One-year wonder, left tackle Trent Brown, went bye-bye in the off-season. He was to be replaced by sophomore Isaiah Wynn. But just when things appeared to be settled, David Andrews was diagnosed with blood clots in his lungs -- and his return timetable is unknown.

The Pats shifted Ted Karras to his spot, moved Joe Thuney into Karras' vacated right guard, and then traded for three new OL. Doesn't speak well of how they view the depth at that position.

3. Coaches

The team had some turnover in the coaching staff. They lost receivers coach Chad O'Shea and some minor pieces, but OC Josh McDaniels and offensive line whiz Dante Scarnecchia stayed. So the team is likely to be in good shape, even with the turnover.

What stayed the same

1. Receivers

Bear in mind that the irreplaceable receiving piece has been Julian Edelman, not Gronkowski. Edelman is the cog that the offensive engine can't do without.  They've won Super Bowls without the all-time tight end, but none recently without pesky little receiver. And they appear to have a few smallish/quick receivers on the roster who could replace him eventually.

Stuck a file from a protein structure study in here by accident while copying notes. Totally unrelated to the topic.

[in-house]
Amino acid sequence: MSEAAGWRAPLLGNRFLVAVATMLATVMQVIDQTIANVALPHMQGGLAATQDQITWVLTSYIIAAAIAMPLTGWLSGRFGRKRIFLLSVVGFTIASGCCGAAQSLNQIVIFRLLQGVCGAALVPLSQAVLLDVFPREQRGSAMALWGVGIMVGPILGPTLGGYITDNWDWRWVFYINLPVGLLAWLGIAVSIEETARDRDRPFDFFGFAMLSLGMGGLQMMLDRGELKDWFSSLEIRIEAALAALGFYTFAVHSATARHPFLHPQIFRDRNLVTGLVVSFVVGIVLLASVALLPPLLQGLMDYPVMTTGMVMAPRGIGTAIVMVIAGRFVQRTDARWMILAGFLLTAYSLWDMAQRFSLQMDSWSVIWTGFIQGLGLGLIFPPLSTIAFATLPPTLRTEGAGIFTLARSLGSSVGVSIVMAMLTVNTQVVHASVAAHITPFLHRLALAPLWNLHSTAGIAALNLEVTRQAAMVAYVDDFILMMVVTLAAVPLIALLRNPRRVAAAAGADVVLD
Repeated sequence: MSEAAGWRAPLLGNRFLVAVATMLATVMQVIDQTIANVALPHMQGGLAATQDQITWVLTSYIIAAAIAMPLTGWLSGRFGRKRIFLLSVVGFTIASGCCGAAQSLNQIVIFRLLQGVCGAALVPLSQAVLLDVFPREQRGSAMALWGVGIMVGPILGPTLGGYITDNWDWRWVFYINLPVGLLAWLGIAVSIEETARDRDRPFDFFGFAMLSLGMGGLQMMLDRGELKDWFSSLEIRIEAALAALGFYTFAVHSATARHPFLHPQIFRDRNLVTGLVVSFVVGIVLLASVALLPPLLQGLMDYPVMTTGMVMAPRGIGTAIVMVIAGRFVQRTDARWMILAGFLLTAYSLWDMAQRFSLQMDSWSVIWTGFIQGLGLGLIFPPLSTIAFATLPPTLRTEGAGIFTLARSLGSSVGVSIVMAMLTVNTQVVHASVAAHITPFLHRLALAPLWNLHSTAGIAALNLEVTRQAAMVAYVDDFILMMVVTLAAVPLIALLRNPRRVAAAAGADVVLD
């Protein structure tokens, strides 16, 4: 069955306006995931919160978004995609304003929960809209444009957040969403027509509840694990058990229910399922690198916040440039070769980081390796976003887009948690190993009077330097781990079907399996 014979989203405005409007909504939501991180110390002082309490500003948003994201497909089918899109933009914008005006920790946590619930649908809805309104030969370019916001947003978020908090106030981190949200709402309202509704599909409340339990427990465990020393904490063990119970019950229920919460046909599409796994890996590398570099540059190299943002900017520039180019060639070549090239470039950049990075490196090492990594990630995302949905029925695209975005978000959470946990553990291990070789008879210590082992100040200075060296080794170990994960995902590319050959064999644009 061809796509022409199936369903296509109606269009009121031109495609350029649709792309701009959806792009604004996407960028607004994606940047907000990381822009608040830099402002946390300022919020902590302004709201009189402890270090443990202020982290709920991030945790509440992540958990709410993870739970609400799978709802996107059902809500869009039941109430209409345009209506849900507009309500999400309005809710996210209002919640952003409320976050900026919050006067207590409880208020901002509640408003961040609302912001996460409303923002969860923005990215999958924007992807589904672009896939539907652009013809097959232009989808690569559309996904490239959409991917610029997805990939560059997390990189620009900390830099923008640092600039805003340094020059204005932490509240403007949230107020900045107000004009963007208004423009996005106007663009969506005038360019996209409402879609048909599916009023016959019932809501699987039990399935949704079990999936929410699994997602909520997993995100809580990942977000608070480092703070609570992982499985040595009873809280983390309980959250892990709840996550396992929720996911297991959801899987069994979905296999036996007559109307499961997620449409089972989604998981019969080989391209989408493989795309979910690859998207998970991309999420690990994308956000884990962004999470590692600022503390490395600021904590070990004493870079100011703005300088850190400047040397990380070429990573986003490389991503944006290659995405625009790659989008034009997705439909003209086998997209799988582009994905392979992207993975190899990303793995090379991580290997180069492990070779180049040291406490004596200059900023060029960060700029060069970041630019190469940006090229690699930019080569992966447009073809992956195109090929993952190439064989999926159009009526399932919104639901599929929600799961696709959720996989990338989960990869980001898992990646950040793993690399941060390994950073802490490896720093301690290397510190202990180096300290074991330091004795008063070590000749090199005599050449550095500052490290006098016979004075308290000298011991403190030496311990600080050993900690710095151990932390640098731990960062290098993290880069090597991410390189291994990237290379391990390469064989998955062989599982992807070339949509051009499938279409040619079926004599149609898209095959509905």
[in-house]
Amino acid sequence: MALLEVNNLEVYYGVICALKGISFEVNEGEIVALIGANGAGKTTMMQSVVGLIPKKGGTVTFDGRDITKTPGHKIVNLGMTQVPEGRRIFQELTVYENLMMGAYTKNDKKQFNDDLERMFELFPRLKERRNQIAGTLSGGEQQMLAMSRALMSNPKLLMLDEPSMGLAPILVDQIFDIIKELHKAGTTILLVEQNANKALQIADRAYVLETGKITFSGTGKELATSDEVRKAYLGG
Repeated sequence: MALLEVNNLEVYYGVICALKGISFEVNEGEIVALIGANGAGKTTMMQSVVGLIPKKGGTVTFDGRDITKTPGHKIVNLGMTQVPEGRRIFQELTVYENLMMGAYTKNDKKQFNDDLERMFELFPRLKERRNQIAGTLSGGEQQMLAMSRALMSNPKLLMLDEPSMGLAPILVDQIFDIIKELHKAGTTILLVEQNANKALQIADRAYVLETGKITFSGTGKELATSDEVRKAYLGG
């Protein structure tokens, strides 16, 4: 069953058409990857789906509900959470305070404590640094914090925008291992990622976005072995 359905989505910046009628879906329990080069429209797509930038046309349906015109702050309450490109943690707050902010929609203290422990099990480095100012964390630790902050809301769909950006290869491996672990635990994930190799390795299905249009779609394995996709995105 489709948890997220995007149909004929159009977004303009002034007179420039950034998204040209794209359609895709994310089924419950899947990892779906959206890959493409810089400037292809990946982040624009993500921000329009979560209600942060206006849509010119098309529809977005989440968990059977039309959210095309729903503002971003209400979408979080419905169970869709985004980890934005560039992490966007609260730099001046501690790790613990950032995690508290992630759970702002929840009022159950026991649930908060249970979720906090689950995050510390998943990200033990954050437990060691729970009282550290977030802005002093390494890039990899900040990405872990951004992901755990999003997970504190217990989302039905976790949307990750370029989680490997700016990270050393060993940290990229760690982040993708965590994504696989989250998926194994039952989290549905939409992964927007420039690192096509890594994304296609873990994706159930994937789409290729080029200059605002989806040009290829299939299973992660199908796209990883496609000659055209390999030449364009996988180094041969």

Also returning is Phillip Dorsett, who is in the Brady "circle of trust," and Josh Gordon, after his latest drug bust. Dorsett is steady if not spectacular... and Gordon is potentially spectacular if he can keep his nose clean.

2. Running backs

They drafted Damien Harris, who fell on the depth chart after some injury issues. But mostly it's the same, another year older for James White and another year wiser for second-year man Sony Michel. Michel appeared to have more lateral moves in the preseason, though it's always tough to judge much in those games.

3. Quarterback

Sure the Pats let Brian Hoyer go in favor of rookie Jarrett Stidham. But it's still the Tom Brady show. At age 42, he looks as good as he has for the past five years, which is great news for us and bad news for the rest of the league. If Gordon plays the entire season, it'll help make up for the lack of tight end production. And Brady's numbers could look pretty similar to the last few years if that happens.


What changed

1. Coaches

Defensive coordinator Brian Flores became the head coach of the Dolphins, and cornerbacks coach Josh Boyer went with him. Replacing Flores is long-time Pats linebacker Jerod Mayo, who called the plays in the preseason.

2. Linebackers

Ja'Whaun Bentley was the best preseason linebacker last year. And he was injured early in the first real game and missed the rest of the year. Jamie Collins was a talented player who wanted to get paid, so the Patriots traded him a few years back. Both players returned to the Patriots this year.